One of the most interesting features of the Sightmark Wraith HD is the zeroing feature which allows for the reticule to be zeroed on the rifle within at least one shot on a target. This feature is relatively intuitive and only requires an initial shot to be fired at a marked target. The reticule can then be moved to the point of impact from the original intended point of aim. This is done via the reticule settings menu and applied using the directional buttons. Once this is done, the device is essentially zeroed for that rifle. This can be applied to up to 6 different swappable weapon profiles.
Other than being able to swap between profiles for different zeroes, these different profiles can also retain the different reticule options and their colours. This is a useful feature as it also allows the user to customise their reticule for each different rifle that they use. It’s worth noting that there is no guarantee that the Wraith HD can hold zero when removed and reattached to a rifle. This may not be a huge concern if the rifle is to be zeroed every time the Wraith is attached as the process is somewhat seamless.
The recording capabilities of the Sightmark Wraith HD are not something to shout about, however this feature is very useful for documenting your shooting. A recording of the Sightmark does look quite busy with a number of HUD elements presented in the video. The Sightmark logo is clearly presented at the top right corner followed by a series of elements at the bottom including the date and time. These elements also include the magnification of the Wraith HD, the weapon profile selected and the battery indicator at the bottom right corner.
One of the main issues with a digital optic such as the Sightmark Wraith HD is the refresh rate of the screen. It is a noticeable compromise that is only evident during quick directional adjustments and any abrupt changes due to recoil. This is a compromise that occurs with any digital optic and must be taken into consideration when having a practical use for one. The Wraith HD records a refresh rate of 30 frames per second, however the screen refresh rate may be slightly higher which is more beneficial. The higher the refresh rate, the more natural the movement will feel through the optic.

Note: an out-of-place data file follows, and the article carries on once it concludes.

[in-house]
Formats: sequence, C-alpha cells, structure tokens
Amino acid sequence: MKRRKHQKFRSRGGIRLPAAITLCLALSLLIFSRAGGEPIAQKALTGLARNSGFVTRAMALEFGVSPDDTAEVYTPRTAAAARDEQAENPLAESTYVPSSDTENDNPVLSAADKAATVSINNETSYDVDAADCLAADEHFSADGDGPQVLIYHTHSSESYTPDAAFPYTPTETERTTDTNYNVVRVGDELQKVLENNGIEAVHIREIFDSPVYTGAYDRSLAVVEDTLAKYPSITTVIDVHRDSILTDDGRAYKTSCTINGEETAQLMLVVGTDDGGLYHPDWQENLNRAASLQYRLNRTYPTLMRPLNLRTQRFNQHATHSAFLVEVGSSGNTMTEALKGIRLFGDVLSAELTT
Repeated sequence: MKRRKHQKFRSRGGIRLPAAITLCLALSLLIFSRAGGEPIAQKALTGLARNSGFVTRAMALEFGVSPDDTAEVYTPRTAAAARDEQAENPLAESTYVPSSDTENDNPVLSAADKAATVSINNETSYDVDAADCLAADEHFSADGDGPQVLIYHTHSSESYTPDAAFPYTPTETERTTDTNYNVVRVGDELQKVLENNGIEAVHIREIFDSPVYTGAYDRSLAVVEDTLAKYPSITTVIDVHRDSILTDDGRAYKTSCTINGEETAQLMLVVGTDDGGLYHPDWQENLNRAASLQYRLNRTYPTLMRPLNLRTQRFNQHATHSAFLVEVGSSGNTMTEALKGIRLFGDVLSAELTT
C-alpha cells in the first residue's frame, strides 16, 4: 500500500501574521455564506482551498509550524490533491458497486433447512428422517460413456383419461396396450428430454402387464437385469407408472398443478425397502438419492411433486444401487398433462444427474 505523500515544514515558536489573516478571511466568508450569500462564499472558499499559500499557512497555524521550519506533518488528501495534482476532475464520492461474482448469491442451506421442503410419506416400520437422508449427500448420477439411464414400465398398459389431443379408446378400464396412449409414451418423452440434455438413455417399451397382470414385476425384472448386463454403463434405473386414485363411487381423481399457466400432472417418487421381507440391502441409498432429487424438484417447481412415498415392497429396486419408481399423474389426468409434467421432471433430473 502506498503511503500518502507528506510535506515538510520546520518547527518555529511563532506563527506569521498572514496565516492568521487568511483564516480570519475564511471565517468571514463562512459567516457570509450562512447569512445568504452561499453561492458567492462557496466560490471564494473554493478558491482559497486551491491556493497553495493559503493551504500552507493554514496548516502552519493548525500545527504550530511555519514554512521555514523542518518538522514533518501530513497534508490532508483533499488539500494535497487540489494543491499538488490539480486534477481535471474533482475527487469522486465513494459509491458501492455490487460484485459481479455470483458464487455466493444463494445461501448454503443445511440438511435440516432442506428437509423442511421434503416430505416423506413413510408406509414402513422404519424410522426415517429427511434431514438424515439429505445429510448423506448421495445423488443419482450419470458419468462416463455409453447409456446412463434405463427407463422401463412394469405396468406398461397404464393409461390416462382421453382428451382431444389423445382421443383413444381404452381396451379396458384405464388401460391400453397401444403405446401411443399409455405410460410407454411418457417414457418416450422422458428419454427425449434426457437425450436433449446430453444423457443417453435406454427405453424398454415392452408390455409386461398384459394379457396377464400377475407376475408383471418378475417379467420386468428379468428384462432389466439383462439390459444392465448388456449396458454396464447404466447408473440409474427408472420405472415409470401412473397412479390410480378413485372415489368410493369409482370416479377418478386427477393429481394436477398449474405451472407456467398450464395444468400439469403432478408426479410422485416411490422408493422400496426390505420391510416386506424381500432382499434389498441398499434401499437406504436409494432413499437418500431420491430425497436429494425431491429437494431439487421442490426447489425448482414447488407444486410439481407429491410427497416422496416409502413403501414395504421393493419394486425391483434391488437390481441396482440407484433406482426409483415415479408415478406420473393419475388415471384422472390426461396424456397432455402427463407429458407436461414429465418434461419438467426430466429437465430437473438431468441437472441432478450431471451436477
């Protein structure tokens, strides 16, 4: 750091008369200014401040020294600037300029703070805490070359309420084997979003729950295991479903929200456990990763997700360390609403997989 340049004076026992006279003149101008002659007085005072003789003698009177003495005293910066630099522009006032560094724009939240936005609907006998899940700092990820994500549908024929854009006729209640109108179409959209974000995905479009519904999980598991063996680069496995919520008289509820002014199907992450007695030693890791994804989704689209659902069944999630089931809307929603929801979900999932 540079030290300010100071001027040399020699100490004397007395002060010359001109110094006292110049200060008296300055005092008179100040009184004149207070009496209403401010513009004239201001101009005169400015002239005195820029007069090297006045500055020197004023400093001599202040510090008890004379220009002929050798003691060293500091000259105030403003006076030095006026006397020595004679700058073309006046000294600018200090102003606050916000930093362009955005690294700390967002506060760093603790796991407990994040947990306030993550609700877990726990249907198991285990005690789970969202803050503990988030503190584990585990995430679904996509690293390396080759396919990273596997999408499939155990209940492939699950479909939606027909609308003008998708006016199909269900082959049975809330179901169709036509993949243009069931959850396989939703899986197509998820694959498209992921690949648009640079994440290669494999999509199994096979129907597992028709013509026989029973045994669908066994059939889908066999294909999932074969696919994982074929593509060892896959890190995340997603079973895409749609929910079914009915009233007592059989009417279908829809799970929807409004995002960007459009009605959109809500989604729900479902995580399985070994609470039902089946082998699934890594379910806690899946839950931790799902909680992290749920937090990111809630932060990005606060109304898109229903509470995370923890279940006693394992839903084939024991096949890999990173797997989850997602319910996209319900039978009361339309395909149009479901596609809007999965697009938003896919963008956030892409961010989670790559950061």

The initial look and weight of the Sightmark Wraith HD gives it the presumption of great durability. The feel and rugged application of the buttons also make the housing look capable of withstanding more than what the technical specifications illustrate. This was not tested to an extreme extent, however, there were enough occasions were the Wraith would have at least lost zero on the rifle. Other than a few paint chips on the mounting screws, the overall unit is relatively spotless after much use during review. Bare in mind that this particular model was also a floor model for shows and other outings over the past year or two.
With addition of a rubber front lens protector, the 50 mm lens front lens is protected from scratches during transportation and storage. The rear segment of the housing would normally be protected by an eye cup which is not present with this model. The eye cup is normally provided as part of the purchase of a new unit and was not used in this case due to the more dynamic application of this review.
Initially priced at $700~ which is a relative price of around £550~in the UK market. For a day and night optic, the Sightmark is very economically priced, considering the ability to use the optics at night with IR assistance, and being capable of recording footage through the optic. Unfortunately, the Sightmark Wraith HD has it’s limitations and these become more evident when you try to push the limits of the technology available in the unit. That being said, the current market illustrates that the Wraith HD is fairly priced and would be a great budget optic for hunting and recreational shooting at any time of day or night.
Considering the technologies being used and the value to cost being presented, the Sightmark Wraith HD is a very budget friendly and fair valued optic. Providing both day and night vision capabilities without having to change the configuration of the rifle speaks loudly when being compared to the price of other less accessible product solutions. The Wraith HD is not the best in its class by far, but it doesn’t have to be. It provides to anyone who wants an entry level versatile optic for their rifle, for hunting and any similar activities of the like. The optic overall is capable of being a daily driver for any career professional but does have its limitations when it comes to the technology being used. A thermal optic could easily supersede the Wraith HD, but that in effect is like comparing a motorcycle to a sports car. Each may meet the needs of many in better ways but do so in different formats that cannot be compared without being vague and simple.